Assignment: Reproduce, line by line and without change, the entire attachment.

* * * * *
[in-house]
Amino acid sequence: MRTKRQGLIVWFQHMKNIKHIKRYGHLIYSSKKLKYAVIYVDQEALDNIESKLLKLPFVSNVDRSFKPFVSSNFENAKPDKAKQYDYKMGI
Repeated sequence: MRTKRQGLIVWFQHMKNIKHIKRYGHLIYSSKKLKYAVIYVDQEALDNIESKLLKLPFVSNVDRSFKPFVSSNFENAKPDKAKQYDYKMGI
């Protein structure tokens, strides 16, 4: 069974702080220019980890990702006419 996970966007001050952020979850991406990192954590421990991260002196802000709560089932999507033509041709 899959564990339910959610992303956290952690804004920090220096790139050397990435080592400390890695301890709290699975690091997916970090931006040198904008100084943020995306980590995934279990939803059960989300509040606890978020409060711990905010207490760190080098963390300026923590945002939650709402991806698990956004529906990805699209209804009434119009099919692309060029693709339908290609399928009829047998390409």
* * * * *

[in-house]
Amino acid sequence: MRTKRQGLIVWFQHMKNIKHIKRYGHLIYSSKKLKYAVIYVDQEALDNIESKLLKLPFVSNVDRSFKPFVSSNFENAKPDKAKQYDYKMGI
Repeated sequence: MRTKRQGLIVWFQHMKNIKHIKRYGHLIYSSKKLKYAVIYVDQEALDNIESKLLKLPFVSNVDRSFKPFVSSNFENAKPDKAKQYDYKMGI
């Protein structure tokens, strides 16, 4: 069974702080220019980890990702006419 996970966007001050952020979850991406990192954590421990991260002196802000709560089932999507033509041709 899959564990339910959610992303956290952690804004920090220096790139050397990435080592400390890695301890709290699975690091997916970090931006040198904008100084943020995306980590995934279990939803059960989300509040606890978020409060711990905010207490760190080098963390300026923590945002939650709402991806698990956004529906990805699209209804009434119009099919692309060029693709339908290609399928009829047998390409």